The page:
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Rebuilding Trust in Recovery

Photo by Emma Bauso: https://www.pexels.com/photo/woman-holding-man-s-hand-3585811/ trust

Drug and alcohol addiction is a disease that affects more than the addicted person. It often takes a large toll on their loved ones. Family and friends often lose trust in their loved one and may feel a mixture of anger, resentment, worry, and stress as they try to cope with the situation. Those who enter addiction treatment and recovery will have some work ahead of them to restore trust with family and friends. It might not be easy, but with time and commitment, relationships can heal. 

The Importance of Rebuilding Trust

Rebuilding trust is a crucial part of addiction recovery. People with positive relationships with family and friends are more apt to be successful in recovery and maintain long-lasting sobriety. Their loved ones can become part of their support system and a source of encouragement and accountability. 

Several additional benefits of rebuilding trust in recovery include:

  • Improving the person’s emotional and mental well-being by helping them feel more connected, secure, and fulfilled
  • Providing the person with the opportunity for self-reflection and personal growth
  • Helping them to understand their motivations and behaviors while working toward positive, healthy changes
  • Providing the opportunity to communicate with loved ones in a meaningful, open, and honest way

Tips for Regaining Trust

The only way to regain someone’s trust is to earn it. There are no shortcuts to rebuilding trust with your loved ones. Below are some tips to help you move toward healing the relationships that matter most. 

  • Forgive Yourself

You must forgive yourself for your past actions before expecting anyone else to forgive you. You must be honest with yourself and accept what you did in active addiction. You cannot hide from your past or brush things away because you do not want to face them. Make a list of those things and acknowledge that this was the past version of yourself.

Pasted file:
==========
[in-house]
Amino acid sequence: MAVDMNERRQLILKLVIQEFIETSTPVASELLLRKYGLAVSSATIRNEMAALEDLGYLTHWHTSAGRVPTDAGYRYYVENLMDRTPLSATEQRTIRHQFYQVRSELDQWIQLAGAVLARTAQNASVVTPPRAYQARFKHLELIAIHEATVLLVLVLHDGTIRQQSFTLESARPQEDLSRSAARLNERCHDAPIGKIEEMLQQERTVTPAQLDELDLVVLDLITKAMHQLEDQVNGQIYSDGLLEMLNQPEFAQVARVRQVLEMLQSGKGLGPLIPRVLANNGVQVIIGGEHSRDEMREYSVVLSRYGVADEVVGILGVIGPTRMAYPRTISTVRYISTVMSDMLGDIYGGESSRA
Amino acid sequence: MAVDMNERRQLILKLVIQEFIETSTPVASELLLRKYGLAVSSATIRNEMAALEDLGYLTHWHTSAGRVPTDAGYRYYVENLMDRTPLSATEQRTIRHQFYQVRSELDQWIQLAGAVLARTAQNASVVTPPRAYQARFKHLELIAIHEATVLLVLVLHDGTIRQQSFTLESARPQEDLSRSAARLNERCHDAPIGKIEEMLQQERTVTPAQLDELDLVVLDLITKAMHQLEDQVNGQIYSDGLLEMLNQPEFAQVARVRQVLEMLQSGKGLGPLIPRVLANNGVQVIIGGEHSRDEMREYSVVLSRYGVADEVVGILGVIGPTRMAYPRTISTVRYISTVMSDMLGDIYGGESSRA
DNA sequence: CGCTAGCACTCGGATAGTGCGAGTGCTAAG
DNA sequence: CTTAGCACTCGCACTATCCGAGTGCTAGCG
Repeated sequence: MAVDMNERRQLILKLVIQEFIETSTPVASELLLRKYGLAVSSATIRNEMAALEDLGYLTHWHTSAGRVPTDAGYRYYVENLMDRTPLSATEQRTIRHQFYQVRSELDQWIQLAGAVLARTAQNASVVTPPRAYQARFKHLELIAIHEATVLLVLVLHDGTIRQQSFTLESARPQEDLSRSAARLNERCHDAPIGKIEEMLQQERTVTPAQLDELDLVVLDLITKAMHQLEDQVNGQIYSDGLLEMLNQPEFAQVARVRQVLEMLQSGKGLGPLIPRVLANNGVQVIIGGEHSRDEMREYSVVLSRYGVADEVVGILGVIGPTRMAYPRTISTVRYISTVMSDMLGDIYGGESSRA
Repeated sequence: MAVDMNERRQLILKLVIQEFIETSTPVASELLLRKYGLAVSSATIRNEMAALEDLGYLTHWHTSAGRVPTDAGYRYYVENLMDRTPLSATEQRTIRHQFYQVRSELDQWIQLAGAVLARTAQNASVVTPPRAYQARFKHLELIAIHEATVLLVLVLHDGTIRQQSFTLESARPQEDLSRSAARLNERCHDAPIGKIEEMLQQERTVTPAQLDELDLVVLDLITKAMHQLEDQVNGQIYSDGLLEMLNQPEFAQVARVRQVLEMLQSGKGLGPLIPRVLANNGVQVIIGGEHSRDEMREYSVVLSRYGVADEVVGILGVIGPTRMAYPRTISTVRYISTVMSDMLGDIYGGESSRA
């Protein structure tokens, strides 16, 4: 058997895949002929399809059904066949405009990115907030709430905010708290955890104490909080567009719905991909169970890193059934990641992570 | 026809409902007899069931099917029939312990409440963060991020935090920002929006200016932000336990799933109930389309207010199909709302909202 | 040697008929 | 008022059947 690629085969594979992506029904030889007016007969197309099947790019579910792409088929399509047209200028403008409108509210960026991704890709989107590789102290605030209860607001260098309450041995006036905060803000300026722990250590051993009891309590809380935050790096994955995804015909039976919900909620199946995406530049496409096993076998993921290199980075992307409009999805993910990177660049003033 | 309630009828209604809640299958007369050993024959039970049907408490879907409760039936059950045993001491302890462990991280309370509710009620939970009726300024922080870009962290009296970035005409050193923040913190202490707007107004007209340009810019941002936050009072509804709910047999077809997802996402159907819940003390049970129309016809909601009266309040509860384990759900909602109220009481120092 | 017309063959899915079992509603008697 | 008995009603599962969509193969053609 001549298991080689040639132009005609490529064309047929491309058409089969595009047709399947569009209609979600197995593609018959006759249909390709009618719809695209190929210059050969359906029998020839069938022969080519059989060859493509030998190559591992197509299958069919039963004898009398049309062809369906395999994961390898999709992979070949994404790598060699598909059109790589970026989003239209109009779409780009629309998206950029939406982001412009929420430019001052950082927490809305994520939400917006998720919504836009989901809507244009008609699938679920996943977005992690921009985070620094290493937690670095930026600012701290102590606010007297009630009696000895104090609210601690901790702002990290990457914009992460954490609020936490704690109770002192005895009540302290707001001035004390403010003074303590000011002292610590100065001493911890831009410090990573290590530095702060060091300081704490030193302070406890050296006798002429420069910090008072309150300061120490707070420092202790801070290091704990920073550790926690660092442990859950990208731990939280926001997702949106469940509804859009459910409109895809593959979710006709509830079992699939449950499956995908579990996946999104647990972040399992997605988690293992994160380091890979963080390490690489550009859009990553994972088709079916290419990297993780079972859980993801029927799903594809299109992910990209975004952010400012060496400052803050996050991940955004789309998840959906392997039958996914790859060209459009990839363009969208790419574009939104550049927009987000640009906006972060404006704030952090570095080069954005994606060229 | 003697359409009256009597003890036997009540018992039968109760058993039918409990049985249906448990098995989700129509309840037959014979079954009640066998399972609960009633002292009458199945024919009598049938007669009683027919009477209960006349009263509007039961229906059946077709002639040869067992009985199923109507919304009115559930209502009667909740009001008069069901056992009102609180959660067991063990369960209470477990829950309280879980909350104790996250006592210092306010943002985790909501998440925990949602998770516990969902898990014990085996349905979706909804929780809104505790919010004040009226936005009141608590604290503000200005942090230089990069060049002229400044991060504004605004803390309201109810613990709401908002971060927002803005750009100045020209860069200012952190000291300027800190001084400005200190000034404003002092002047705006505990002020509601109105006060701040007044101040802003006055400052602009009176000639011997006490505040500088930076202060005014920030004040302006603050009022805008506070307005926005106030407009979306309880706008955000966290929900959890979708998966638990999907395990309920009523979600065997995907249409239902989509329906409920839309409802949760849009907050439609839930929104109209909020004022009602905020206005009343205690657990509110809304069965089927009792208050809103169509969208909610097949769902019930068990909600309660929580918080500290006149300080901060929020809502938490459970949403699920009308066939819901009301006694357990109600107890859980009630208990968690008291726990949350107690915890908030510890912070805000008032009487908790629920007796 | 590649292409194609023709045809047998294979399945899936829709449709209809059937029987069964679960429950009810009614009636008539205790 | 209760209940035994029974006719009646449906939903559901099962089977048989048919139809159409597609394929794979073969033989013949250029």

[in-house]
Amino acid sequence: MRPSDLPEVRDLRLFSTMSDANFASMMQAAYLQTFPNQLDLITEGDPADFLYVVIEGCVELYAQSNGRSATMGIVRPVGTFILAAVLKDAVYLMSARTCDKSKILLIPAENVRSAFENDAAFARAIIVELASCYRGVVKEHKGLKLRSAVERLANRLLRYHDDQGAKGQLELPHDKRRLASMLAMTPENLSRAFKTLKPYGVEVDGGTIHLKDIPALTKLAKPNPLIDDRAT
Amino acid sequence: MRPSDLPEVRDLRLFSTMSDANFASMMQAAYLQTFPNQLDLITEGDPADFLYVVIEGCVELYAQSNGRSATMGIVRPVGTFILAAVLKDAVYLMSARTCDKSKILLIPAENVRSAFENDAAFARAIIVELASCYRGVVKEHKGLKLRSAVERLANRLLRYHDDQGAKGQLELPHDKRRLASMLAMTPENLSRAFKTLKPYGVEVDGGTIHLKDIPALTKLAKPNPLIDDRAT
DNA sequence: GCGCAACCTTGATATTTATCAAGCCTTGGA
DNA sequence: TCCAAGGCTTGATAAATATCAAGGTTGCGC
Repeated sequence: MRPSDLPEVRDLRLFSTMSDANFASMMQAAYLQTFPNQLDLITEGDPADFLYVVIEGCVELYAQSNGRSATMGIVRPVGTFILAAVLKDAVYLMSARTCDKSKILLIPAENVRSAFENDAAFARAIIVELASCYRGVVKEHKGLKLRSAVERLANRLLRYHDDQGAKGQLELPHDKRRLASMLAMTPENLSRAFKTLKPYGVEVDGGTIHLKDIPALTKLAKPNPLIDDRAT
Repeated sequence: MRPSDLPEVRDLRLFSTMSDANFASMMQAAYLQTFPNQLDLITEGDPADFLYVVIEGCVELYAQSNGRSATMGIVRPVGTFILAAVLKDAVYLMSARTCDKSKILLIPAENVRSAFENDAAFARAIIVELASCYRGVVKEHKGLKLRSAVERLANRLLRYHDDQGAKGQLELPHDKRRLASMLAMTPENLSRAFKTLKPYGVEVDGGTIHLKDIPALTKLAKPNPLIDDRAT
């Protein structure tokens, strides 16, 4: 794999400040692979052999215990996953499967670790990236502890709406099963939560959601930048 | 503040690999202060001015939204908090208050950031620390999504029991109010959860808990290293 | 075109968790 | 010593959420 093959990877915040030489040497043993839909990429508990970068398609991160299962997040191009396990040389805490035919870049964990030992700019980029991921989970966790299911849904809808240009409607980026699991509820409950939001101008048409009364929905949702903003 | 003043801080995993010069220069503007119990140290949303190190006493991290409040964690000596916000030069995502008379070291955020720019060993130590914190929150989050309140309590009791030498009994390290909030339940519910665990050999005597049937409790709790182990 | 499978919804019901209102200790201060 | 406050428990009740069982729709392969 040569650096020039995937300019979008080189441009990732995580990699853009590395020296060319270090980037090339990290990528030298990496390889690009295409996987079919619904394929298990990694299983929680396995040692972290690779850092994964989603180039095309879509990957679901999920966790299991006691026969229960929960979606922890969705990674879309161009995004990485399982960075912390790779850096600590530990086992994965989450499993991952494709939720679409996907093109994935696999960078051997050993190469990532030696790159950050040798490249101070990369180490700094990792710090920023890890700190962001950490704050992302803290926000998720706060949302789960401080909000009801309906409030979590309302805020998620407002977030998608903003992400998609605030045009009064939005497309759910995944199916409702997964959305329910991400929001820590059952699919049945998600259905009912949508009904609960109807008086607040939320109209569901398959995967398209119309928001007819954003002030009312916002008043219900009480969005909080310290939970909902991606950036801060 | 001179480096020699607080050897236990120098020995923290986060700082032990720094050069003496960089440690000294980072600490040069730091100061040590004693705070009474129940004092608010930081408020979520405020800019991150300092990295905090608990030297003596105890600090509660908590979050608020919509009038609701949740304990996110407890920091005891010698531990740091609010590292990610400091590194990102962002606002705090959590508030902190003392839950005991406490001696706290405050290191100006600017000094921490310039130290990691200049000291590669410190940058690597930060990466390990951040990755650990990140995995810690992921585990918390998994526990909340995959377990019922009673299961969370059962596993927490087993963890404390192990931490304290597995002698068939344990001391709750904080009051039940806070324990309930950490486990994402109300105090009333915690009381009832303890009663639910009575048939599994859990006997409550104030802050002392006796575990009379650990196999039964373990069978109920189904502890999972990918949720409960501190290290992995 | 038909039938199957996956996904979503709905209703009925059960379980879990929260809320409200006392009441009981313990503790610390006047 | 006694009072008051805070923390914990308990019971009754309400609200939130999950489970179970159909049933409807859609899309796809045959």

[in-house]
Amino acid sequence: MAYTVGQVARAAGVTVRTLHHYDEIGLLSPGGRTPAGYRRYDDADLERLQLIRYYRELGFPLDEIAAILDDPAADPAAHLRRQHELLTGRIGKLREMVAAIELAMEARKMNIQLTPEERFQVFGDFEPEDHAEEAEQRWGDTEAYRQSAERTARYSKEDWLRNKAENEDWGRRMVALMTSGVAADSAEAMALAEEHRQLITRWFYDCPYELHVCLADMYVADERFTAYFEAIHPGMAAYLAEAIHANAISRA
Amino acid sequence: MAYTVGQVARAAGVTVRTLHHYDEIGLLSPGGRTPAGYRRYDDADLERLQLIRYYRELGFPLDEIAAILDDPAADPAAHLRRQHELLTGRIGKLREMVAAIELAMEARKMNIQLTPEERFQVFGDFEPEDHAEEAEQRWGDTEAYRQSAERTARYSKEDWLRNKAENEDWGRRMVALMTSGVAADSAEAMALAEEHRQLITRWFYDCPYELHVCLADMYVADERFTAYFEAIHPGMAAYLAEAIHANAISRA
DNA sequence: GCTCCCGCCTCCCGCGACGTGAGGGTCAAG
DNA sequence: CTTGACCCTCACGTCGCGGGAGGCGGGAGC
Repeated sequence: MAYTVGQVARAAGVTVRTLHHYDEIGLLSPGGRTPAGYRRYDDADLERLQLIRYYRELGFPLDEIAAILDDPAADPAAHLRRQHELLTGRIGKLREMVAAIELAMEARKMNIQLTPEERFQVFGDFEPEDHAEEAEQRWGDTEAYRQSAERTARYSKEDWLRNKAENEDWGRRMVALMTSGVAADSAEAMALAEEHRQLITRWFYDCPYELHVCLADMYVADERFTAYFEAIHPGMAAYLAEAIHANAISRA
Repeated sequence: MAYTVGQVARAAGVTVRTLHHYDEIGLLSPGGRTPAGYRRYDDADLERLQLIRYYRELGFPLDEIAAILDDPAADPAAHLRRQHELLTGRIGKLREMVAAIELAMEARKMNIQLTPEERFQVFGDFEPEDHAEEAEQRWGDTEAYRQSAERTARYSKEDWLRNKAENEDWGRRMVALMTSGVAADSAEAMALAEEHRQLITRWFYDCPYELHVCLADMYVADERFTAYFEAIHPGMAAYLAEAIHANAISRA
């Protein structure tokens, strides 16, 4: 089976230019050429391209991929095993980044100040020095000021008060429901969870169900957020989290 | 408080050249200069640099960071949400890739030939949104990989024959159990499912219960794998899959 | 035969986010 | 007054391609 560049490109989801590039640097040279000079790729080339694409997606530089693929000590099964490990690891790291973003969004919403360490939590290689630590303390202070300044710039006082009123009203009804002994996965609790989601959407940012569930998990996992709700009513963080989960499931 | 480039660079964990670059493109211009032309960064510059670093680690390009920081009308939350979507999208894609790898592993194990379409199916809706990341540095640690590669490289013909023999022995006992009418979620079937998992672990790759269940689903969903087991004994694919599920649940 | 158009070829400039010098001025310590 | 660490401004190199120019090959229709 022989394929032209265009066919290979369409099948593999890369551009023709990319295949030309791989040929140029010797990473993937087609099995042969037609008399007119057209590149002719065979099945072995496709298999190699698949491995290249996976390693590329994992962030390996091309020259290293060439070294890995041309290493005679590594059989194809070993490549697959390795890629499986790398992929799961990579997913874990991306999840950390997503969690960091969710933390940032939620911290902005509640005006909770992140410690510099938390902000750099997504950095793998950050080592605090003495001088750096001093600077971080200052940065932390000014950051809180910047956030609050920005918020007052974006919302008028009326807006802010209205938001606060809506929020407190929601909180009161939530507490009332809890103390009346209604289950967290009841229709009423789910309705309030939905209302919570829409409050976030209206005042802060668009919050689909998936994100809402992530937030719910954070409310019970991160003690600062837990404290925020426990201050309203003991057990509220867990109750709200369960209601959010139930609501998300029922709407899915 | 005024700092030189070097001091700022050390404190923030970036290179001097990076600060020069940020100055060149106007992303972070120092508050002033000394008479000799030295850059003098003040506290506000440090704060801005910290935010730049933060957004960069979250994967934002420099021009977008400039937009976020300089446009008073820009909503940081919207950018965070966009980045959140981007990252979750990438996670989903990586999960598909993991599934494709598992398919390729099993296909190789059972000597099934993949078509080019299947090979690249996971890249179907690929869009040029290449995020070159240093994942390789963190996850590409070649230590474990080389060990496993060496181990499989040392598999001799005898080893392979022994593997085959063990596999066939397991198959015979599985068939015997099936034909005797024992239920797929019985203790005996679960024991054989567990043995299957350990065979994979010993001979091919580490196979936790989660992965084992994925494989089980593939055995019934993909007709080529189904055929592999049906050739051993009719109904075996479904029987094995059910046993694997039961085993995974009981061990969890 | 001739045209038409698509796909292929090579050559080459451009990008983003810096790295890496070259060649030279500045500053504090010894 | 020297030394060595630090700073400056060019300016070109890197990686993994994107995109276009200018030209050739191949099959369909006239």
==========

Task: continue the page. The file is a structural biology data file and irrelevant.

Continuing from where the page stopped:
Then, let them go. When possible, make amends. Offer time, work, or money as appropriate to pay back any debts you may owe your loved ones. Apologize for specific actions or words that you know were hurtful. At the same time, focus on the new version of yourself. Have compassion for yourself. Project confidence, and others will see a confident, positive person.

  • Focus on Your Actions

Show your loved ones you are serious and committed to recovery by focusing on your actions. Before recovery, you may have broken many promises. Let your family and friends see that you are committed to keeping your promises now. 

  • Be Open to Communication

While you were drinking alcohol or using drugs, you may not even remember some of the things you did that hurt the people you love. Let them know you are open to talking about the things that happened in the past. Admitting you were wrong is essential in trying to rebuild trust. Having an open line of communication and not being afraid to admit to your mistakes is critical for future discussions.

  • Look at Things from Their Perspective

If a loved one has a moment of anger or distrust, do not become discouraged. Try looking at the situation from their perspective. Ask yourself, with your history, is their reaction understandable?  Do you understand why they are worried, angry, or hurt? Tell your loved one that you really hear what they are saying and see how they feel. Validate their reaction. Reassure them of your commitment to your sobriety. Let them know their needs are important to you and that you want to respond to them in healthy, positive ways.

  • Be Patient

Keep in mind every individual is different. Each family member and friend will react differently when you are trying to rebuild trust. One person may be hesitant at first, while another may immediately forgive you and trust you. Be patient. They have gone through a lot while you were in active addiction. They were hurt and lost trust in you. Some people will need to see you are committed to your recovery and have changed. 

Addiction Can Affect Anyone

Addiction is a disease that can affect anyone. If you or someone you love is struggling with a substance use disorder, now is the time to get help. Located in Mesa, Arizona, Canyon Vista Recovery Center can help you take back control of your life. Our skilled professionals will use a combination of evidence-based addiction treatments, holistic therapies, and psychiatric care to help you travel the road to recovery. Contact Canyon Vista Recovery today.

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